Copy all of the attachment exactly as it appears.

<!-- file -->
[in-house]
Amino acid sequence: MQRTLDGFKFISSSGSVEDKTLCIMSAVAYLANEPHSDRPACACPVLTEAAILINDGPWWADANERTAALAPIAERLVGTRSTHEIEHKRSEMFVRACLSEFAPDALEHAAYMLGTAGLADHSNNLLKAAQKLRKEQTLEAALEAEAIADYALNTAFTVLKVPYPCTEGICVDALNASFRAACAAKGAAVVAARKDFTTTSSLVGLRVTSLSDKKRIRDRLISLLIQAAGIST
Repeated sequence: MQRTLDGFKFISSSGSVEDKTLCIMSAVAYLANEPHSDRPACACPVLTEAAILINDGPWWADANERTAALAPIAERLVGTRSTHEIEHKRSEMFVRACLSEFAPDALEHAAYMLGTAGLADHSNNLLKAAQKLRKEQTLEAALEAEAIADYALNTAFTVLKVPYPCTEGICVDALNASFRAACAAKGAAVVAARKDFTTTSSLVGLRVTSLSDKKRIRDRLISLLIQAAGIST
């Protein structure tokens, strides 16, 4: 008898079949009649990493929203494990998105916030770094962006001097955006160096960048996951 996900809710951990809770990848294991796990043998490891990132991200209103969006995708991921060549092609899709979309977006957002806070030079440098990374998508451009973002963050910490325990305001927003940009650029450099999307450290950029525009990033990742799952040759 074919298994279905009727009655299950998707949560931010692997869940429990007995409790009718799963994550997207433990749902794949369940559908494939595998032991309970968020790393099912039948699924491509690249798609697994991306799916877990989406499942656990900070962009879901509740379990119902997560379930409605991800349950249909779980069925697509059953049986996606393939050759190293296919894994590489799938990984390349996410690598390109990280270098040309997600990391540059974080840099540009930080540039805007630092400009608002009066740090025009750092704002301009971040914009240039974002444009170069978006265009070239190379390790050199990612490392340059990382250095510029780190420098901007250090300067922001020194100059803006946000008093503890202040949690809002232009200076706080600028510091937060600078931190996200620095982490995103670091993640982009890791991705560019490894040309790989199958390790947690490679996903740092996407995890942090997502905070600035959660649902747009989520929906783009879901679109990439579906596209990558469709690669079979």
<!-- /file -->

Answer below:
[in-house]
Amino acid sequence: MQRTLDGFKFISSSGSVEDKTLCIMSAVAYLANEPHSDRPACACPVLTEAAILINDGPWWADANERTAALAPIAERLVGTRSTHEIEHKRSEMFVRACLSEFAPDALEHAAYMLGTAGLADHSNNLLKAAQKLRKEQTLEAALEAEAIADYALNTAFTVLKVPYPCTEGICVDALNASFRAACAAKGAAVVAARKDFTTTSSLVGLRVTSLSDKKRIRDRLISLLIQAAGIST
Repeated sequence: MQRTLDGFKFISSSGSVEDKTLCIMSAVAYLANEPHSDRPACACPVLTEAAILINDGPWWADANERTAALAPIAERLVGTRSTHEIEHKRSEMFVRACLSEFAPDALEHAAYMLGTAGLADHSNNLLKAAQKLRKEQTLEAALEAEAIADYALNTAFTVLKVPYPCTEGICVDALNASFRAACAAKGAAVVAARKDFTTTSSLVGLRVTSLSDKKRIRDRLISLLIQAAGIST
């Protein structure tokens, strides 16, 4: 008898079949009649990493929203494990998105916030770094962006001097955006160096960048996951 996900809710951990809770990848294991796990043998490891990132991200209103969006995708991921060549092609899709979309977006957002806070030079440098990374998508451009973002963050910490325990305001927003940009650029450099999307450290950029525009990033990742799952040759 074919298994279905009727009655299950998707949560931010692997869940429990007995409790009718799963994550997207433990749902794949369940559908494939595998032991309970968020790393099912039948699924491509690249798609697994991306799916877990989406499942656990900070962009879901509740379990119902997560379930409605991800349950249909779980069925697509059953049986996606393939050759190293296919894994590489799938990984390349996410690598390109990280270098040309997600990391540059974080840099540009930080540039805007630092400009608002009066740090025009750092704002301009971040914009240039974002444009170069978006265009070239190379390790050199990612490392340059990382250095510029780190420098901007250090300067922001020194100059803006946000008093503890202040949690809002232009200076706080600028510091937060600078931190996200620095982490995103670091993640982009890791991705560019490894040309790989199958390790947690490679996903740092996407995890942090997502905070600035959660649902747009989520929906783009879901679109990439579906596209990558469709690669079979």